Our first night we stayed at a dodgy hostel in the outskirts of Barranco, a popular neighbourhood for bars and eating out, and arrived late to the area. Out in search of food, and wholly lost – we stumbled upon one of my favourite meals of my trip so far. It was a very 60s esque room, with wooden cladding half way up the walls, impressionist paintings and small circular tables for the guests. We ordered a jar of lemonade (a very common drink in Peru and Colombia, much to my delight) and ate a delicious meal followed by the most incredible slice of lemon meringue pie, complete with a towering (and I mean towering) dome of meringue on top. We went back to this restaurant twice, almost accidentally – we were following a lonely planet meal recommendation that turned out to be the same place. Then, on our final night – well, I just wanted to have that pie again. On our last two visits, the room was complete with a live piano player – the only thing that was missing from making the restaurant entirely perfect on the first night.
We moved around to 4 different hostels in Lima, staying in 3 different areas – a sample, if you will. I loved staying downtown, right beside the art gallery (which, because of closing times and disorganisation, I never made it to) – but it lacked any good food close by, if you excuse the thousands of Chinese-Peruvian greasy diners nearby. Interestingly, Chinese food (called Chifa there) is a huge part of Peruvian cuisine, with arroz chaufa, fried rice, being a national dish. We had a meal at a recommended restaurant in Lima’s Chinatown, which was incredible.
I also loved Barranco, which was a stunning area with beautiful housing and great restaurants. Although further away from the centre, this was the area of the walking tours and other attractions, so an ideal neighbourhood to hole yourself up in for a few days.
I tried cuy, guinea pig, in Lima – roasted with fresh vegetables and an odd sugar sauce, which hardened into a sticky, top of the mouth caramel when you tried to eat it. Guinea pig tastes a lot like duck, quite delicious. But I definitely wouldn’t purchase it like I saw them in Cusco, strewn all over the streets. A memory that maybe impacted my appreciation of the meal slightly.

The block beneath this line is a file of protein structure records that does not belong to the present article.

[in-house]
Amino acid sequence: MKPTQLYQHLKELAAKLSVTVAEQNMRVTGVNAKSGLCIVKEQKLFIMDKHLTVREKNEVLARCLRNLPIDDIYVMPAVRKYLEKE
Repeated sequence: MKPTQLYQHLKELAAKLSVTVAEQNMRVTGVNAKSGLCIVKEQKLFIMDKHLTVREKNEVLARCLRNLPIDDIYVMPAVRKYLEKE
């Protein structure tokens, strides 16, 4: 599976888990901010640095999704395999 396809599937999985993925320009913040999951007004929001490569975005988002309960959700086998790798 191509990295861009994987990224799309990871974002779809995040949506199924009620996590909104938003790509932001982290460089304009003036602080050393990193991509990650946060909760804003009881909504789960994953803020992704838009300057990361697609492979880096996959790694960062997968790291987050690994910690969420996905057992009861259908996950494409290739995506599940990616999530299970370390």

I visited the catacombs in an old Franciscan monastery in Lima, which I found so interesting. Aside from the history of the place, I was interested to find that historians and archeologists had rearranged the bones of the dead in the tombs – forming beautiful patterns inside the vaults with the remaining skulls and tibias. Stripes made up of one row skull, one row tibia- and circular formations in the same method, felt quite macabre.
A favourite afternoon was spent making ceviche for a class organised by our hostel. We took a trip to the markets, watched as a fishmonger filleted hundreds of fish with alarming speed and agility, then set out in search of the other fresh ingredients. Back at the hostel, we set out making the “tiger milk” – the juice of ginger, garlic, chilli, and coriander – to marinate the fish in. Combining that with the gallon of lime juice, and letting it sit briefly – we were rewarded with the most incredible, fresh ceviche – in a city famous for it. Incredible, and certainly curing of my dislike for fish!
The weather in Lima is absolutely peculiar – a never ending greyness shrouds the city, despite the pleasant temperatures. As such, everything is grey, grey, grey – in 5 days, we didn’t see the sun, or the sky, at all. So sad, because the city, coastal- would be stunning with a little sunshine. Pathetic fallacy was definitely in play in Lima, I think.